Have you ever been on one of those very long car journeys with a very young child? Clare and I once took our daughter on a three-day car journey to Romania, via Belgium, Germany, Austria and Hungary. She was about five at the time, and we drove for around 14 hours each day. So I’ll leave you to imagine how often she used the immortal words “Are we there yet?”!
Children have a way of revealing our true natures to us, don’t they? Questions like ‘are we there yet’ remind us of our own impatience. None of us like waiting, for anything. We want what we want, and we want it now!
The Season of Advent is the beginning of the Church’s New Year, and it is designed specifically to be a time of waiting. For the rest of our society, the New Year starts with a bang and fireworks…with a sense that we’ve ‘arrived’ at something important. That’s odd, when you think about it. Why should the simple turn of the Calendar be something to be celebrated with dancing in the street and all night parties? But the Church, deliberately, counter-culturally , starts its new year with two important words…’Coming’ (which is what ‘Advent’ means)…and ‘Wait’.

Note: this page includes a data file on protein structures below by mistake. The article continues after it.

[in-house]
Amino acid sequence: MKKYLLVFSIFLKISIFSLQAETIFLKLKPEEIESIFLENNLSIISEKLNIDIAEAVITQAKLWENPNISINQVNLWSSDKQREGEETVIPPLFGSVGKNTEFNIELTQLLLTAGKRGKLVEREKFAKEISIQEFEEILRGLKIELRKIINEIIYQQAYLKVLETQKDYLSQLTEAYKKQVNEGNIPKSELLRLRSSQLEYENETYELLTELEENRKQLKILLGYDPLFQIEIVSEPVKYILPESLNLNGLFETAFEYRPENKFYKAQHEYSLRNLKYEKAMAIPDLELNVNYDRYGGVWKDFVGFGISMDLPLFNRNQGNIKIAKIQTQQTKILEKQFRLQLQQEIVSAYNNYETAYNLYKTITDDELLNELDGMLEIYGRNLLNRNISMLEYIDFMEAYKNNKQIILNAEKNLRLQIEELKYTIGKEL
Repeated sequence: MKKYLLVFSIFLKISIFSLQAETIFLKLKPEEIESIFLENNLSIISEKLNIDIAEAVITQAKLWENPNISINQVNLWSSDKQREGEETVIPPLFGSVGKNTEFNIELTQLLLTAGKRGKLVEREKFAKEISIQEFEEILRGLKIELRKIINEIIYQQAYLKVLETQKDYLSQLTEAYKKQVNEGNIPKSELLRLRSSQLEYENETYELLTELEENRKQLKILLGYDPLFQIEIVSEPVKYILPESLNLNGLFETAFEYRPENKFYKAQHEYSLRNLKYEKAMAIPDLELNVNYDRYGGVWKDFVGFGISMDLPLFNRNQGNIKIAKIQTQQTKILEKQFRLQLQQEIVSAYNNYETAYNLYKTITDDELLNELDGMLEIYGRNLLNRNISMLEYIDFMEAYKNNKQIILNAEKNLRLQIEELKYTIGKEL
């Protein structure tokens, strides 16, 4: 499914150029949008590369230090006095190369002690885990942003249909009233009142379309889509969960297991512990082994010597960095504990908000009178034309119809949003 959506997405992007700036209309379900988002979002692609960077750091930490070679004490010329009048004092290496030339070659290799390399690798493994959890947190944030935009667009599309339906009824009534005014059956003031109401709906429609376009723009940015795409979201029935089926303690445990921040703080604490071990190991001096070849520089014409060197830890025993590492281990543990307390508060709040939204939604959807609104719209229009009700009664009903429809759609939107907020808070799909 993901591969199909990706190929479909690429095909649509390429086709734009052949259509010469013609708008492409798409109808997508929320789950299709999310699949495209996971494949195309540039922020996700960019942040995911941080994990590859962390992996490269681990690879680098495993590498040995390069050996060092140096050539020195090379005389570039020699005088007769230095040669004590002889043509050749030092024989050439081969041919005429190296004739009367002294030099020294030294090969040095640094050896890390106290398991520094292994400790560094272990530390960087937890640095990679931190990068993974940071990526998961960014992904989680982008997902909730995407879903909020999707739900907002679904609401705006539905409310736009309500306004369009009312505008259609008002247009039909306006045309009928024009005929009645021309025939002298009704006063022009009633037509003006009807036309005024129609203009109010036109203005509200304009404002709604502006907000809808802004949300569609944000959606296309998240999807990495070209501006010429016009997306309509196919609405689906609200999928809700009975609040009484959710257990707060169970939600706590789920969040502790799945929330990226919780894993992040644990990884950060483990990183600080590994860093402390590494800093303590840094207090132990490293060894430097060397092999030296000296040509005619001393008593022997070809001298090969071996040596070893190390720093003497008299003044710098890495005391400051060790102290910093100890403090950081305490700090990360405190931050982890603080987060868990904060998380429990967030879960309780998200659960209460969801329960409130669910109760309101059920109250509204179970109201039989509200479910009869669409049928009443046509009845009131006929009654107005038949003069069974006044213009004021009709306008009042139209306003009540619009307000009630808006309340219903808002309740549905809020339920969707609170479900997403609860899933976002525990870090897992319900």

In Advent, we celebrate the coming into this world of Jesus, Son of God – our Rescuer, our Teacher. We look forward to the Christ Mass, when his first coming in poverty is our focus. But in Advent, we look ahead with hope to his Second Coming, with ‘great power and glory’. Christians can’t help looking forward, because we see the way the world is now.
This hope that God will one day put all things right is rooted in a long tradition. The Hebrew Bible is full of longing for the day when God will transform society into something fair and just. In today’s reading, Isaiah cries out to the Lord: ‘Oh’….he says ‘Oh’! ‘Oh that you would tear open the heavens and come down!’ And then, a little later, ‘Consider us…we are all your people!’.
When will this happen? Well according to Isaiah, peace will break out when all the peoples of the world say ‘Come, let us go up to the mountain of the Lord…that he may teach us his ways’. In other words, Isaiah says that the reign of God will begin when the peoples of the world finally accept that human ways of doing things don’t work. Peace will reign when the peoples of the world turn away from their sin, and ask God to teach them his ways.